Working with Git

Rainer Müller raimue at
Fri Oct 7 15:56:18 PDT 2016

On 2016-10-07 19:00, Brandon Allbery wrote:
> On Fri, Oct 7, 2016 at 12:43 PM, Chris Jones <jonesc at
> <mailto:jonesc at>> wrote:
>     Indeed, I was a little dubious of the suggestions that involve
>     -force. I suspect there are better ways of working that should avoid
>     the need for that.
> --force only comes into it when you are rewriting history (i.e. merging
> existing commits that were already sent upstream). Best is to not do
> this; work in a branch, combine commits after, and cherrypick those to
> *another* clean branch (or diff the first branch to get all changes as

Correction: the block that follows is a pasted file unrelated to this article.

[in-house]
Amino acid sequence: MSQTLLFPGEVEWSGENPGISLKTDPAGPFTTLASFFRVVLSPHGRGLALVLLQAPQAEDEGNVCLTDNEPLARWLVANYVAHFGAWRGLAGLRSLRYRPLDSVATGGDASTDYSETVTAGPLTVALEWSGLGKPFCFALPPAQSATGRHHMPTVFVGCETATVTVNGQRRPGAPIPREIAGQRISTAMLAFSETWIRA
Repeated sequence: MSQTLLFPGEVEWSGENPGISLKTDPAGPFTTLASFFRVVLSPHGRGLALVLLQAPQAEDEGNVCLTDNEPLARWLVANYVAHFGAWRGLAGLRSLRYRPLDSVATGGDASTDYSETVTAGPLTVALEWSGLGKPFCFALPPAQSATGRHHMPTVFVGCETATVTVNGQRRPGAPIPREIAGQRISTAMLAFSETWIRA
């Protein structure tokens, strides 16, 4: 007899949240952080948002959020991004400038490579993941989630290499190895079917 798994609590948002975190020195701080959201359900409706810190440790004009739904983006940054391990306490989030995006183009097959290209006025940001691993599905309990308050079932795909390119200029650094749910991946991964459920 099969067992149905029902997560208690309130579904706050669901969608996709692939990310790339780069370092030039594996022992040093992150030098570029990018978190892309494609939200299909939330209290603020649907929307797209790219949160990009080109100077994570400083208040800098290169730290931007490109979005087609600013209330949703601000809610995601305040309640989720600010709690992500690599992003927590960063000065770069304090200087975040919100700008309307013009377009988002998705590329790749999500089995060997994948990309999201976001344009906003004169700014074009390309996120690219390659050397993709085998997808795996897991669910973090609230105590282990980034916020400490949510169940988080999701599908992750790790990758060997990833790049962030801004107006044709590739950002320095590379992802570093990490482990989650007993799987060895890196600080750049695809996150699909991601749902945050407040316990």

> one patch, and apply it in the new branch to get a single commit).

It would not be helpful to keep all commits from a pull request that
took multiple iterations, that just adds clutter in the history and in
the blame output.

If you want to replace the commits in a pull request, it will require a
'git push --force' to the branch of the pull request. There is no way
around it, except closing the pull request and submitting it as a new
pull request, which breaks the connection to the previous discussion.

> Or just accept multiple commits instead of trying to pretend to be a neat
> freak after hosting a wild party.

If the pull request just had a few fixups after the initial commit, that
would be solved by squash merging everything into a single commit on the

However, a squash merge should not be used when multiple logical
separated commits were submitted in a pull request (for example separate
whitespace changes).


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